The Looming Civil War in Iraq

In western political theory, a modern state claims a monopoly on violence. The government is the only entity allowed to enforce laws, execute prisoners, and wage war. Force of any kind, outside of self defense is punishable by law.

This case is not universal however. There are states where the recognized government’s lack the capacity or legitimacy to maintain this monopoly. Syria for example, has numerous groups that engage in warfare against both the Assad regime, ISIS and other militants groups. It is well known that Hezbollah has been fighting alongside the Assad regime in Syria even though they are not part of the Syrian government (or even Syrian for that matter).

These other entities can also make deals outside of the government. Most of Israel’s oil comes from Iraqi Kurdistan. This, despite the fact that Iraqi government doesn’t even have diplomatic relations with the Jewish State. The Kurdish militias in Syria and Iraq even receive military assistance outside of the central government; even though they are not recognized as being legitimate organs of the state.

Problems with this model

Often, having two powers capable of warfare inside the same country creates problems because the goals and methods of the militia often do not line up with those of the official government.While this model can sometimes be managed as in the case of Iraq (up until now), many times it cannot be; and the results of these situations can be catastrophic.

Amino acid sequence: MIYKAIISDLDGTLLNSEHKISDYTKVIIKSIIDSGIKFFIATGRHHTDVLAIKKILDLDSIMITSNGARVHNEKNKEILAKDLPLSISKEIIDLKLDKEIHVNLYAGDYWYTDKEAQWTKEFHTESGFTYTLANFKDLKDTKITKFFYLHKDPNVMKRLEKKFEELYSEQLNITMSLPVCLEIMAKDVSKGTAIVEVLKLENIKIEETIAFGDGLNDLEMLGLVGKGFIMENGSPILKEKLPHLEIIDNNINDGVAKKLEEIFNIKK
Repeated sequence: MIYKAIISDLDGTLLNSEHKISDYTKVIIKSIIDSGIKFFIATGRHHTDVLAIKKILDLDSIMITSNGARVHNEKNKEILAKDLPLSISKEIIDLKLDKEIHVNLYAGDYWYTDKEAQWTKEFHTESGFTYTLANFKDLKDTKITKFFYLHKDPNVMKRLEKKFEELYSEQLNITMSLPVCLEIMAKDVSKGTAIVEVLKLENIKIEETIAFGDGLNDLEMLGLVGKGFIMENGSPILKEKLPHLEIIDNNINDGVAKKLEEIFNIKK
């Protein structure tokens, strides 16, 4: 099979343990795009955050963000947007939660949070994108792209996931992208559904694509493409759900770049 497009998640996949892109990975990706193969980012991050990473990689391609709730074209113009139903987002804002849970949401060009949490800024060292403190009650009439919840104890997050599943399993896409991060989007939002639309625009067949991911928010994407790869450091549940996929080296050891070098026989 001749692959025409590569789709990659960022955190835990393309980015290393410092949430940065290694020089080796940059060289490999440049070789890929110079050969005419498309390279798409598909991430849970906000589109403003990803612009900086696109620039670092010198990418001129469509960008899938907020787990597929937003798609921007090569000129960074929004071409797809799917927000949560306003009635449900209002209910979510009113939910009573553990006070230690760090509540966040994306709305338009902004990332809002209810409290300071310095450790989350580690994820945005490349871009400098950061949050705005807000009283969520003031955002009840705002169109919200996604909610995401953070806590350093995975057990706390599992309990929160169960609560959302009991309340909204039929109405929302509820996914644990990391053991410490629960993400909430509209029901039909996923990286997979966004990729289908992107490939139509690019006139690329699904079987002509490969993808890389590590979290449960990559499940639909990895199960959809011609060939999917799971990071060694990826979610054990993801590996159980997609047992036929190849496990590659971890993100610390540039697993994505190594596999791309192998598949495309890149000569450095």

Case in point: the 2006 Lebanon war

Lebanon for example, hosts Hezbollah as a separate political entity capable of violence. Apart from being an internationally recognized terrorist organization, Hezbollah is backed by a foreign government in Iran and has the military capacity to begin a war with another nation (Israel) at any time. Because of this, Hezbollah has the ability to determine Lebanese foreign policy outside the military and the government.

In 2006 Hezbollah made this very apparent by conducting a terrorist attack against Israel. This attack created a crisis that resulted in the 2006 Lebanon war. The Israeli military responded to the attack by mounting an invasion of Southern Lebanon to combat Hezbollah.

During the war the recognized government could do little to control the violence. Most of their duties were confined to keeping order in the streets. While they sat aside,the Israeli Defense Force’s warplanes, tanks and howitzers blasted southern Lebanon. The government in Beirut simply sat out the war while foreign soldiers hunted Hezbollah inside their territory. They were simply powerless to act, and admitted as much after the war could not disarm Hezbollah after the war.

How this relates to Iraq

In the case of Iraq, the continued mobilization of the Hashd Shia militias after the war against ISIS ends could lead to the creation of a separate militant entity or state within a state forming in Iraq like Hezbollah in Lebanon . Right now, the militias are estimated to control somewhere from 60,000 to 140,000 soldiers, equipped with small arms, artillery and combat vehicles. This is a formidable force that has proven both it’s might in battle and it’s sectional loyalties.

M1A1-Abrams-tank-draped-in-Hezbollah-flag-e1420750328467